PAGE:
Note: This is an archived Handbook entry from 2009. Search for this in the current handbook
|Dates & Locations:|| |
This subject is not offered in 2009.
|Time Commitment:||Contact Hours: Two 2-hour seminar per week |
Total Time Commitment: 144 hours
|Prerequisites:||Legal Method and Reasoning; Principles of Public Law; Torts; Legal Theory .|
|Recommended Background Knowledge:||None|
|Non Allowed Subjects:||None|
|Core Participation Requirements:||
For the purposes of considering request for Reasonable Adjustments under the Disability Standards for Education (Cwth 2005), and Student Support and Engagement Policy, academic requirements for this subject are articulated in the Subject Overview, Learning Outcomes, Assessment and Generic Skills sections of this entry.
It is University policy to take all reasonable steps to minimise the impact of disability upon academic study, and reasonable adjustments will be made to enhance a student's participation in the University's programs. Students who feel their disability may impact on meeting the requirements of this subject are encouraged to discuss this matter with a Faculty Student Adviser and Student Equity and Disability Support: http://services.unimelb.edu.au/disability
|Subject Overview:||This subject is a study of the relationship between Indigenous Australians and the law brought to Australia by the British from 1788 onwards, with an emphasis on twentieth century Australian history. Topics studied will include notions of sovereignty and the state; possession and use of the land; citizenship and political rights; land rights and native title and the courts; and indigenous activism through litigation. Students will be expected to participate actively in the weekly seminar discussions. The seminars will introduce students to a range of scholarship and perspectives through the invitation of guest lecturers and speakers. Weekly readings will be given in advance. The approach taken in this subject will be an interdisciplinary one that takes account of historiographical and jurisprudential limits and possibilities for indigenous rights and justice. In so doing, this subject aims to support students to undertake research which encompasses the ideas and/or method from another discipline, in order to understand better the experience of indigenous Australians with law, and how the past has shaped the present. The research undertaken will result in preparation of a substantial piece of legal writing. Students will be expected to submit a detailed research proposal by the end of week 8. In weeks 11 and 12 of the semester, students will be required to present a brief work-in-progress outlining their research project, and to participate in providing feedback to other students in the subject. Students may also combine Indigenous People, History and Law with another optional Law subject or Advanced Legal Research (single semester) and prepare a 10,000 word research paper as combined assessment for both subjects. The approval of both the IPHL coordinator and the optional Law subject coordinator or Advanced Legal Research coordinator is required. Students are awarded the same mark for both subjects. The subjects may be taken in the same semester or in sequential semesters . |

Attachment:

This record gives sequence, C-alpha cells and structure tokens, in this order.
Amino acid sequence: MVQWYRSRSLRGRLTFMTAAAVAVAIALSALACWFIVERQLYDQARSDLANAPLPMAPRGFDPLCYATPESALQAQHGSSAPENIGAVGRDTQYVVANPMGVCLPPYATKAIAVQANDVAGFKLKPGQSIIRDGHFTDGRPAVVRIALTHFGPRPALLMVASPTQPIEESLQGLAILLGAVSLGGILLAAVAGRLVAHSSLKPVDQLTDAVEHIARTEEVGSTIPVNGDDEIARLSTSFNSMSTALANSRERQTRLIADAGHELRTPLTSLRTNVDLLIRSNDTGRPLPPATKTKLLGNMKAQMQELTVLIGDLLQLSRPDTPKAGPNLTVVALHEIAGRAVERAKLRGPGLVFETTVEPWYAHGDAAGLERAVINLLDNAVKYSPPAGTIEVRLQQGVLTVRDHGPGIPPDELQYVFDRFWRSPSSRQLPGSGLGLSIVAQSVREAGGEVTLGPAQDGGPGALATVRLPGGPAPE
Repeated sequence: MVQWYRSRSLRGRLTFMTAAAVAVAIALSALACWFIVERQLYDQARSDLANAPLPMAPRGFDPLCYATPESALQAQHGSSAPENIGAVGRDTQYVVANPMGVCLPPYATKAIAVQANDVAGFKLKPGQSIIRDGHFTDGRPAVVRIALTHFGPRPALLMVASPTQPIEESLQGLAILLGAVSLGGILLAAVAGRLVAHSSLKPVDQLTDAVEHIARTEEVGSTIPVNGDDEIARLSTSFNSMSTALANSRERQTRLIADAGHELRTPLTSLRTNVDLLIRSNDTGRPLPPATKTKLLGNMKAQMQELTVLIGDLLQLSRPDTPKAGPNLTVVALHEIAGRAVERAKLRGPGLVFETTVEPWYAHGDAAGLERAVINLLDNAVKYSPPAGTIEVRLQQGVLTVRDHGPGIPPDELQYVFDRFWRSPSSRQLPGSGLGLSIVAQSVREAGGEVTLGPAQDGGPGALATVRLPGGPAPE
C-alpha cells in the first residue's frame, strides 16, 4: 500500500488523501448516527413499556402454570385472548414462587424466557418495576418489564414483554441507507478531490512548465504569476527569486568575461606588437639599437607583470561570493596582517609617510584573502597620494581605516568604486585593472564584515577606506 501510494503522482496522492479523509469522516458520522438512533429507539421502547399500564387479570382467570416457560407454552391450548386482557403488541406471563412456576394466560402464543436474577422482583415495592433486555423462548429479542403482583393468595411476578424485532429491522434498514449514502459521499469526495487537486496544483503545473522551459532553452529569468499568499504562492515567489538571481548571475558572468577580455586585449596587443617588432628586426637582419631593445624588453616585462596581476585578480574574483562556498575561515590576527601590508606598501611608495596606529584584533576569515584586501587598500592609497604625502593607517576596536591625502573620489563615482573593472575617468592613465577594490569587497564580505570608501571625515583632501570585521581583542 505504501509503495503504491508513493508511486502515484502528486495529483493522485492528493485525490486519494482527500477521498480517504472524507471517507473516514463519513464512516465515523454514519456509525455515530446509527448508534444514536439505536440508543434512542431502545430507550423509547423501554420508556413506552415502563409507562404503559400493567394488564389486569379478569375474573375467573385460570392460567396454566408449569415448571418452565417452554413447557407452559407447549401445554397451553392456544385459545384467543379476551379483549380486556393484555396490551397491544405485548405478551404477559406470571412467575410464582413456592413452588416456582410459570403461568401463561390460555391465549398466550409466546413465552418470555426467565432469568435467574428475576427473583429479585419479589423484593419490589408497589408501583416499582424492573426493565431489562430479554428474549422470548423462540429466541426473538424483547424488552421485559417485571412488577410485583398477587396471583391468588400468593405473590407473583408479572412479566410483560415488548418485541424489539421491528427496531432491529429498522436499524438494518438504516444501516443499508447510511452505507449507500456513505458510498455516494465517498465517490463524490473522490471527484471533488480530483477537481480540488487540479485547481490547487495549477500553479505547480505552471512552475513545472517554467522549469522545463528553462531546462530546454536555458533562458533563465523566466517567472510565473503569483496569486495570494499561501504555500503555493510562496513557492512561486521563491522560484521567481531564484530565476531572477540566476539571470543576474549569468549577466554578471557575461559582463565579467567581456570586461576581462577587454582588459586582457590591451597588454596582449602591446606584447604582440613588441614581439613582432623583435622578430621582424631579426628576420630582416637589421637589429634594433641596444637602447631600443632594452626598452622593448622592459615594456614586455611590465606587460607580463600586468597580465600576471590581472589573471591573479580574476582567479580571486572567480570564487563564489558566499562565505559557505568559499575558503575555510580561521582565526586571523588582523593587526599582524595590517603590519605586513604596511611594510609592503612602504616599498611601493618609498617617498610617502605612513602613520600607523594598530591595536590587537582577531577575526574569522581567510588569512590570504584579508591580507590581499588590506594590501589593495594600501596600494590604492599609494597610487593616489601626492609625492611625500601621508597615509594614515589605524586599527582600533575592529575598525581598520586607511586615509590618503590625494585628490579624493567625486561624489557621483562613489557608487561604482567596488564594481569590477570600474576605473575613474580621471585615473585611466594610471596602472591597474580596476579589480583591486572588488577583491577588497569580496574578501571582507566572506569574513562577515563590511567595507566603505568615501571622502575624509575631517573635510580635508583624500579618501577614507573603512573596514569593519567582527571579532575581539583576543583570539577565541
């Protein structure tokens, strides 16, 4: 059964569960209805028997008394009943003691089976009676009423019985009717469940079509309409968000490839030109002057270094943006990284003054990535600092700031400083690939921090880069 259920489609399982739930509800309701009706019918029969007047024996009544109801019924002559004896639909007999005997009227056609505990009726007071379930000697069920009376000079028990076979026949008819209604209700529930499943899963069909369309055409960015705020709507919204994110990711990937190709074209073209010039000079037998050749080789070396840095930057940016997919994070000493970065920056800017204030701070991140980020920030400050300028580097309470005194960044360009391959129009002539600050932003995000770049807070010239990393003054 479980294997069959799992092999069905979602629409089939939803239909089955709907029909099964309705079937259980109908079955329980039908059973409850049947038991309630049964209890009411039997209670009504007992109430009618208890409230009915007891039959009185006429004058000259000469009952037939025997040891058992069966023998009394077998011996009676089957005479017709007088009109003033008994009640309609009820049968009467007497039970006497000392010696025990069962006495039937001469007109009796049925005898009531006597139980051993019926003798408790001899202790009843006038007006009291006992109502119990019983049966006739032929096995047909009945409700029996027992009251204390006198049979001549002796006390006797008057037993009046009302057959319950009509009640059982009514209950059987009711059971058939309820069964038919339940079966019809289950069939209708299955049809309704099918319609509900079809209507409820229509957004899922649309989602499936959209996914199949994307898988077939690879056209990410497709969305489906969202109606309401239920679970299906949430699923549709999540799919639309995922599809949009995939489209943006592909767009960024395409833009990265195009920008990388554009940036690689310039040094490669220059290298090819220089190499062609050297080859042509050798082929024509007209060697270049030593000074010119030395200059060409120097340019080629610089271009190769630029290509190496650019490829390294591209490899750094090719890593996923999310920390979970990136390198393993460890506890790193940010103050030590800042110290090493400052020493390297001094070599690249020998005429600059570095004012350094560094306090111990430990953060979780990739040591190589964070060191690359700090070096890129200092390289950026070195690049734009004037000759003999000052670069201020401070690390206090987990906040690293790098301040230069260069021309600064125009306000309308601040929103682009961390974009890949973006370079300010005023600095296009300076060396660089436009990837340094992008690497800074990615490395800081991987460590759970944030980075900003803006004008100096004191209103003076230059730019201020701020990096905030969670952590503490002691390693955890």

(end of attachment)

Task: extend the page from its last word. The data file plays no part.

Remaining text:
|Objectives:||A candidate who has successfully completed the subject should: § have a critical understanding of the historical relationship between Indigenous Australians and the Anglo-Australian legal system § develop research and writing skills on issues concerning the history of Indigenous Australians and Anglo-Australian law.|
|Assessment:||Research essay 5000 words due in the examination period (100%)|
|Prescribed Texts:||Curthoys, Genovese and Reilly, (2008) Rights and Redemption: History, Law and Indigenous People|
|Breadth Options:|| |
This subject is not available as a breadth subject.
|Fees Information:||Subject EFTSL, Level, Discipline & Census Date|
|Generic Skills:||On completion of the subject, students should have developed the following generic skills: · attitudes towards knowledge that include valuing openness to new ideas and ethics associated with knowledge creation and usage · the capacity for close reading and analysis of a range of sources · the capacity for critical and independent thought and reflection · the capacity to solve problems, including through the collection and evaluation of information · the capacity to communicate, both orally and in writing · the capacity to plan and manage time · the capacity to participate as a member of a team · intercultural sensitivity and understanding In addition, by completing this subject, students will have the opportunity to practice and/or be assessed in the following skills specific to the discipline of law: |
Australian Indigenous Studies |
Australian Indigenous Studies Major
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